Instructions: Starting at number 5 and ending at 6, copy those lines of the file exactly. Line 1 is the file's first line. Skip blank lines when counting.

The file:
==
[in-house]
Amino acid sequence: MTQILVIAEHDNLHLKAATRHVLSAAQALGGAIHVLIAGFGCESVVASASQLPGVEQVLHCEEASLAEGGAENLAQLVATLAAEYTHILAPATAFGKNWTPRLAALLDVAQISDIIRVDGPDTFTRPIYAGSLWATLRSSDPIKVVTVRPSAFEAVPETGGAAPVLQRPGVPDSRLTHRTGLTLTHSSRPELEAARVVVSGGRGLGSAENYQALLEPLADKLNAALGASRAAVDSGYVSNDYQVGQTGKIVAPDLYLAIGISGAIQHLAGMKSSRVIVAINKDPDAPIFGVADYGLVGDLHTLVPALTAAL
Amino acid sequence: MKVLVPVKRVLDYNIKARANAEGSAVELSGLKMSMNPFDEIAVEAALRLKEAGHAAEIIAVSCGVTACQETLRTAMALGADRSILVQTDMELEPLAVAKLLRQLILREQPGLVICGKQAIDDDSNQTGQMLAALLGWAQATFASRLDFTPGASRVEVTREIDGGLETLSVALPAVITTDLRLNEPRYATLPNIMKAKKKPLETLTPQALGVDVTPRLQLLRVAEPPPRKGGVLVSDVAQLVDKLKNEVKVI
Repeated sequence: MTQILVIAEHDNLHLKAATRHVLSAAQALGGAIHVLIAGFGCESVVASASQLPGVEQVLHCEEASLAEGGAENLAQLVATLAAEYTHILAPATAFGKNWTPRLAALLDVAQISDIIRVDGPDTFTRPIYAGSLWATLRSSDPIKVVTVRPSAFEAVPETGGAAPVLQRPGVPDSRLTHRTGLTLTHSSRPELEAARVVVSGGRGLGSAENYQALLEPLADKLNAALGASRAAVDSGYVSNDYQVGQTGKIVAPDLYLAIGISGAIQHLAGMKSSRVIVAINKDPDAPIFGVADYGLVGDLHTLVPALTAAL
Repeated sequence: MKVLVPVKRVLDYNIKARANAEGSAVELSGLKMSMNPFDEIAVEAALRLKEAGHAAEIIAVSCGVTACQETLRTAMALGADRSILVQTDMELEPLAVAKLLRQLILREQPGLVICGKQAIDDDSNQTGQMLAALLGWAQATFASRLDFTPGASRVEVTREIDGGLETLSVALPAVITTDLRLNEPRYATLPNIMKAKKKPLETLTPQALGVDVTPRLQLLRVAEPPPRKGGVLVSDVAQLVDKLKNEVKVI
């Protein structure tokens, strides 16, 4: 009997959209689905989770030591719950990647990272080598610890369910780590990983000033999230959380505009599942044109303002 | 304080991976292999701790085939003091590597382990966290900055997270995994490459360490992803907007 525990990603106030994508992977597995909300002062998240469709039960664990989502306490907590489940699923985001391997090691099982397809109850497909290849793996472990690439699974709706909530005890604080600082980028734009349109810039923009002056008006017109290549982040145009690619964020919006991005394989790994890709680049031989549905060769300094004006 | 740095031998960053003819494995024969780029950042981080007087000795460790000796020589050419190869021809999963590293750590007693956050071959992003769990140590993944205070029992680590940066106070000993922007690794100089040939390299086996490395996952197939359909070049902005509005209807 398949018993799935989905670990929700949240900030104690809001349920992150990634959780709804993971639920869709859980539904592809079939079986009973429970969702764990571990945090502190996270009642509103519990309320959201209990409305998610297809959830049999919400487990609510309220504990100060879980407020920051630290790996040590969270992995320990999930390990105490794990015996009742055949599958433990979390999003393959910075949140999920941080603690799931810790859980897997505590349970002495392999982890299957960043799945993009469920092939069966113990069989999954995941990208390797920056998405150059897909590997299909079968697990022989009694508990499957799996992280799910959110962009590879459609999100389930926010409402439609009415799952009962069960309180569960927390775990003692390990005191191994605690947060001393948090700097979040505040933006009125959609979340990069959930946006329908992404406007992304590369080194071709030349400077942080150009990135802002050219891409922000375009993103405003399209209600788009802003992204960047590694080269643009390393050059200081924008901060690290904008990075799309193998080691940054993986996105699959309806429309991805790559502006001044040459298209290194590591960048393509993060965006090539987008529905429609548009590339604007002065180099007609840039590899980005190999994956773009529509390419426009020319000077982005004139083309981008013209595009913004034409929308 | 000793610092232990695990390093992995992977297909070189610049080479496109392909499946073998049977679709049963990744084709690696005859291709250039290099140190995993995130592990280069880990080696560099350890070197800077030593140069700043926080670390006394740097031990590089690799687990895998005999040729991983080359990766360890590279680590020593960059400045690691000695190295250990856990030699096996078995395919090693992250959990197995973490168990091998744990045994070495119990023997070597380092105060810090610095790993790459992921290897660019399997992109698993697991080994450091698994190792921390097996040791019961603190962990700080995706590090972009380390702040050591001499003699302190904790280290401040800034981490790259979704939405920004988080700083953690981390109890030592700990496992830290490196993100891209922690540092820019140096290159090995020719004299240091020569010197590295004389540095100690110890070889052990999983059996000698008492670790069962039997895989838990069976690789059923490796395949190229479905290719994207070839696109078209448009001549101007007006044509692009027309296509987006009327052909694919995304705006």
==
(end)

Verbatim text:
Repeated sequence: MKVLVPVKRVLDYNIKARANAEGSAVELSGLKMSMNPFDEIAVEAALRLKEAGHAAEIIAVSCGVTACQETLRTAMALGADRSILVQTDMELEPLAVAKLLRQLILREQPGLVICGKQAIDDDSNQTGQMLAALLGWAQATFASRLDFTPGASRVEVTREIDGGLETLSVALPAVITTDLRLNEPRYATLPNIMKAKKKPLETLTPQALGVDVTPRLQLLRVAEPPPRKGGVLVSDVAQLVDKLKNEVKVI
């Protein structure tokens, strides 16, 4: 009997959209689905989770030591719950990647990272080598610890369910780590990983000033999230959380505009599942044109303002 | 304080991976292999701790085939003091590597382990966290900055997270995994490459360490992803907007 525990990603106030994508992977597995909300002062998240469709039960664990989502306490907590489940699923985001391997090691099982397809109850497909290849793996472990690439699974709706909530005890604080600082980028734009349109810039923009002056008006017109290549982040145009690619964020919006991005394989790994890709680049031989549905060769300094004006 | 740095031998960053003819494995024969780029950042981080007087000795460790000796020589050419190869021809999963590293750590007693956050071959992003769990140590993944205070029992680590940066106070000993922007690794100089040939390299086996490395996952197939359909070049902005509005209807 398949018993799935989905670990929700949240900030104690809001349920992150990634959780709804993971639920869709859980539904592809079939079986009973429970969702764990571990945090502190996270009642509103519990309320959201209990409305998610297809959830049999919400487990609510309220504990100060879980407020920051630290790996040590969270992995320990999930390990105490794990015996009742055949599958433990979390999003393959910075949140999920941080603690799931810790859980897997505590349970002495392999982890299957960043799945993009469920092939069966113990069989999954995941990208390797920056998405150059897909590997299909079968697990022989009694508990499957799996992280799910959110962009590879459609999100389930926010409402439609009415799952009962069960309180569960927390775990003692390990005191191994605690947060001393948090700097979040505040933006009125959609979340990069959930946006329908992404406007992304590369080194071709030349400077942080150009990135802002050219891409922000375009993103405003399209209600788009802003992204960047590694080269643009390393050059200081924008901060690290904008990075799309193998080691940054993986996105699959309806429309991805790559502006001044040459298209290194590591960048393509993060965006090539987008529905429609548009590339604007002065180099007609840039590899980005190999994956773009529509390419426009020319000077982005004139083309981008013209595009913004034409929308 | 000793610092232990695990390093992995992977297909070189610049080479496109392909499946073998049977679709049963990744084709690696005859291709250039290099140190995993995130592990280069880990080696560099350890070197800077030593140069700043926080670390006394740097031990590089690799687990895998005999040729991983080359990766360890590279680590020593960059400045690691000695190295250990856990030699096996078995395919090693992250959990197995973490168990091998744990045994070495119990023997070597380092105060810090610095790993790459992921290897660019399997992109698993697991080994450091698994190792921390097996040791019961603190962990700080995706590090972009380390702040050591001499003699302190904790280290401040800034981490790259979704939405920004988080700083953690981390109890030592700990496992830290490196993100891209922690540092820019140096290159090995020719004299240091020569010197590295004389540095100690110890070889052990999983059996000698008492670790069962039997895989838990069976690789059923490796395949190229479905290719994207070839696109078209448009001549101007007006044509692009027309296509987006009327052909694919995304705006």